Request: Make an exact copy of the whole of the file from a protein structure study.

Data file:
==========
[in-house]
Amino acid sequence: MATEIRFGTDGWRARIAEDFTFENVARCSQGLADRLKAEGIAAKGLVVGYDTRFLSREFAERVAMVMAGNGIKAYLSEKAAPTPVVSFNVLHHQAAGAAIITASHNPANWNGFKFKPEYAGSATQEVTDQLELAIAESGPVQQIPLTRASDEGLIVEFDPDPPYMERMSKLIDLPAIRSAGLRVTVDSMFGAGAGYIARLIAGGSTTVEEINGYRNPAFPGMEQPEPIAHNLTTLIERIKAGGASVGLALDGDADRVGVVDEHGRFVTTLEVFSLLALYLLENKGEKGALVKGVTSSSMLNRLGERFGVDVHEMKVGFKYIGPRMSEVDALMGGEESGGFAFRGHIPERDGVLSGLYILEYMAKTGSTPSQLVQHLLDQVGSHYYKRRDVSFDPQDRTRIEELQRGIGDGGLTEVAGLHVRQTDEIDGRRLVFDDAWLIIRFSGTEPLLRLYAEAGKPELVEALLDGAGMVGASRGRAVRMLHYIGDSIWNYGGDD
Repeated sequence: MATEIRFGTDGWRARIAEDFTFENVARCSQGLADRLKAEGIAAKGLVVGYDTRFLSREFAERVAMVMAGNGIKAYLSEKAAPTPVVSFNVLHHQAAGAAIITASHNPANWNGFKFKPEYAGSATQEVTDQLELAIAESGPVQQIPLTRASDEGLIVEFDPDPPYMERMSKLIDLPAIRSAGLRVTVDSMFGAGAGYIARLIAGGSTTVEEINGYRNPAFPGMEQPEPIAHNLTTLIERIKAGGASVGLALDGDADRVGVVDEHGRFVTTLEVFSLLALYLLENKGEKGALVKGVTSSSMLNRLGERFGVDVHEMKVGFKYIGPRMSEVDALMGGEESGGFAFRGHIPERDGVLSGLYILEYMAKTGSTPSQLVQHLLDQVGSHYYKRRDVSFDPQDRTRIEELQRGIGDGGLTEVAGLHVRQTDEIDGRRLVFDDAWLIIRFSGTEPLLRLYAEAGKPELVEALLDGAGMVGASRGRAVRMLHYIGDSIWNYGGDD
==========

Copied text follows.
[in-house]
Amino acid sequence: MATEIRFGTDGWRARIAEDFTFENVARCSQGLADRLKAEGIAAKGLVVGYDTRFLSREFAERVAMVMAGNGIKAYLSEKAAPTPVVSFNVLHHQAAGAAIITASHNPANWNGFKFKPEYAGSATQEVTDQLELAIAESGPVQQIPLTRASDEGLIVEFDPDPPYMERMSKLIDLPAIRSAGLRVTVDSMFGAGAGYIARLIAGGSTTVEEINGYRNPAFPGMEQPEPIAHNLTTLIERIKAGGASVGLALDGDADRVGVVDEHGRFVTTLEVFSLLALYLLENKGEKGALVKGVTSSSMLNRLGERFGVDVHEMKVGFKYIGPRMSEVDALMGGEESGGFAFRGHIPERDGVLSGLYILEYMAKTGSTPSQLVQHLLDQVGSHYYKRRDVSFDPQDRTRIEELQRGIGDGGLTEVAGLHVRQTDEIDGRRLVFDDAWLIIRFSGTEPLLRLYAEAGKPELVEALLDGAGMVGASRGRAVRMLHYIGDSIWNYGGDD
Repeated sequence: MATEIRFGTDGWRARIAEDFTFENVARCSQGLADRLKAEGIAAKGLVVGYDTRFLSREFAERVAMVMAGNGIKAYLSEKAAPTPVVSFNVLHHQAAGAAIITASHNPANWNGFKFKPEYAGSATQEVTDQLELAIAESGPVQQIPLTRASDEGLIVEFDPDPPYMERMSKLIDLPAIRSAGLRVTVDSMFGAGAGYIARLIAGGSTTVEEINGYRNPAFPGMEQPEPIAHNLTTLIERIKAGGASVGLALDGDADRVGVVDEHGRFVTTLEVFSLLALYLLENKGEKGALVKGVTSSSMLNRLGERFGVDVHEMKVGFKYIGPRMSEVDALMGGEESGGFAFRGHIPERDGVLSGLYILEYMAKTGSTPSQLVQHLLDQVGSHYYKRRDVSFDPQDRTRIEELQRGIGDGGLTEVAGLHVRQTDEIDGRRLVFDDAWLIIRFSGTEPLLRLYAEAGKPELVEALLDGAGMVGASRGRAVRMLHYIGDSIWNYGGDD